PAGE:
Prime Minister Benjamin Netanyahu says Israel is prepared to throw the power of its naval force – and urges the world to join in – to block the Iranian oil shipments circumventing unilaterally imposed US sanctions against Tehran.
“Iran is trying to bypass the sanctions on it through the covert smuggling of petroleum via the sea. As these attempts expand, the navy will have a more important role in efforts to block these Iranian actions,” Netanyahu said at a navy cadets’ graduation ceremony in Haifa on Wednesday.
Failing to explain how exactly Israel’s relatively small naval force would impose the suggested blockade against Iranian oil tankers, Netanyahu only emphasized that Israeli sailors are well-trained and adept at carrying out sea missions against adversaries.
Washington sanctioned Iran’s oil, shipping and banking industries last November after President Donald Trump pulled out of the 2015 JCPOA ‘Iran Nuclear Deal’ to applause from Israel and to strong objections from the other signatories of the milestone accord and from Tehran’s business partners.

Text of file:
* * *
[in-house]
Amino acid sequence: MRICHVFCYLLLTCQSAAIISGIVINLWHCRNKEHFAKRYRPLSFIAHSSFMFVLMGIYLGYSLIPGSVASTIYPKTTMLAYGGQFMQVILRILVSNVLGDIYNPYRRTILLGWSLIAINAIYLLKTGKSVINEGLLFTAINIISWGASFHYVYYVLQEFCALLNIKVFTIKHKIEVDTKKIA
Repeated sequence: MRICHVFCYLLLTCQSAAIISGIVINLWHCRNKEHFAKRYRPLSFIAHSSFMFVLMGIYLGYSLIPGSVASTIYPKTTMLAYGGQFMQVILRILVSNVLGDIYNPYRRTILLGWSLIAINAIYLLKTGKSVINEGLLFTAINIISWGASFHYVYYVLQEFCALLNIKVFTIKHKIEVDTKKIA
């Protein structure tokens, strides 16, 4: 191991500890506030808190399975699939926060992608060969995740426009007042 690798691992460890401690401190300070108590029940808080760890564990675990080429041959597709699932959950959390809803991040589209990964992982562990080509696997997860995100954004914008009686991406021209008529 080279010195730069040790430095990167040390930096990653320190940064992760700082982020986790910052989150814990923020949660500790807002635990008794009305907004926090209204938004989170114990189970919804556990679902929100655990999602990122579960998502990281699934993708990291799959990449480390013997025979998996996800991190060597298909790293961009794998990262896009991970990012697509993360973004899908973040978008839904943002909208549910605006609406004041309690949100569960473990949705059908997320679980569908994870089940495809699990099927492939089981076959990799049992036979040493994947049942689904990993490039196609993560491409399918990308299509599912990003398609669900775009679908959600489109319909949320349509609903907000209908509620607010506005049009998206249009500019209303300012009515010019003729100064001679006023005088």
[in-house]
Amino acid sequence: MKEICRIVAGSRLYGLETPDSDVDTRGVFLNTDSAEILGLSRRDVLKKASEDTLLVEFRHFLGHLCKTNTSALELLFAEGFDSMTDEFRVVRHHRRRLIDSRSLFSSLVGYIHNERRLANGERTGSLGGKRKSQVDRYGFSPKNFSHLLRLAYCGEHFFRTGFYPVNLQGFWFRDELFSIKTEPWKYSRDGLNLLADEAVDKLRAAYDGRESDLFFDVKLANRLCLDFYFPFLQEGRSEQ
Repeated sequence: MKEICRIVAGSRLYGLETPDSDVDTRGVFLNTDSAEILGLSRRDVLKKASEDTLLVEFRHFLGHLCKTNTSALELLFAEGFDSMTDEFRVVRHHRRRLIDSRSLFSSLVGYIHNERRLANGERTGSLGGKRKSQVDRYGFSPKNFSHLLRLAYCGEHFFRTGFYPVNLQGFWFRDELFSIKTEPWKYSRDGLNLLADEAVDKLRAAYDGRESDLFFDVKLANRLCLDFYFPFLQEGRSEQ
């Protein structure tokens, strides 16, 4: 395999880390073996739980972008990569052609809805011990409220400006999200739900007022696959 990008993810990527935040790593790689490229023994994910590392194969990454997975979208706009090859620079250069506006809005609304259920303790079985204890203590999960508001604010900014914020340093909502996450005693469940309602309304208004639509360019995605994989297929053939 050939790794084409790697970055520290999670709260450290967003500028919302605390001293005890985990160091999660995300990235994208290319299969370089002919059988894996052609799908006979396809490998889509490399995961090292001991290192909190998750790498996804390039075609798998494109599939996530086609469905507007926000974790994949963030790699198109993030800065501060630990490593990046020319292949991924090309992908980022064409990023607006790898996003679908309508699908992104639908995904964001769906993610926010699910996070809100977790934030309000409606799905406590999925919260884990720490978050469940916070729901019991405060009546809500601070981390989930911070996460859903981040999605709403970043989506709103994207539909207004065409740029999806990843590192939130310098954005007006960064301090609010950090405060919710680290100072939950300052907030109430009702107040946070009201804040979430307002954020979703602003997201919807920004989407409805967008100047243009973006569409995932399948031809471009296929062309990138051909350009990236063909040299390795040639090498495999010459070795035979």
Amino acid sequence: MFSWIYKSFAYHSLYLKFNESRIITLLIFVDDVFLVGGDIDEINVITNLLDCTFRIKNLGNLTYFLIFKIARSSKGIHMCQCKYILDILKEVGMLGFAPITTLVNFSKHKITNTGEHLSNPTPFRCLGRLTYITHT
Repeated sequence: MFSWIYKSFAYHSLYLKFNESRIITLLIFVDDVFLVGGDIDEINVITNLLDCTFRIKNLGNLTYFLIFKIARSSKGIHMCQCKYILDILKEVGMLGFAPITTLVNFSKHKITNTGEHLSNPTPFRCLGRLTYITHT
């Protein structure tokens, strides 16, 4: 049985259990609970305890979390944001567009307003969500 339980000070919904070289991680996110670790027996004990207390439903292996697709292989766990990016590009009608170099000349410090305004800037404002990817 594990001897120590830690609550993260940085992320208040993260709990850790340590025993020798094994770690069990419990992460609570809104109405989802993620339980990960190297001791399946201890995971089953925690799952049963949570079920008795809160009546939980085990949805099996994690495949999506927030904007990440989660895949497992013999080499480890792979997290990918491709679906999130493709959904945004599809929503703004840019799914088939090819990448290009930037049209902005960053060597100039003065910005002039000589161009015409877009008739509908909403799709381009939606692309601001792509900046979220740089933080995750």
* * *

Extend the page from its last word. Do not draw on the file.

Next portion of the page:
Aiming to reduce Tehran’s oil exports to “zero,” the US threatened global oil buyers with secondary sanctions. Then, after the pressure failed to achieve expected results, a handful of countries were granted a special exemption, with Washington generously allowing them to continue buying crude from Tehran, for the time being.
Furious at American bullying tactics, Iran’s armed forces have said they will protect its fleet of oil tankers against any threats that might jeopardize the shipments. Tehran is especially committed to ensuring safe passage through the narrow Strait of Hormuz, which links the Persian Gulf with the rest of the world.
To tackle what it called Iran’s “illicit” economic activity at sea, Israel would need to expand its operating theater. Currently, the country is primarily active in the Mediterranean Sea and the Red Sea areas. Whether or not such potential Israeli missions would yield success is questionable, as Iran has far more superior capabilities at sea.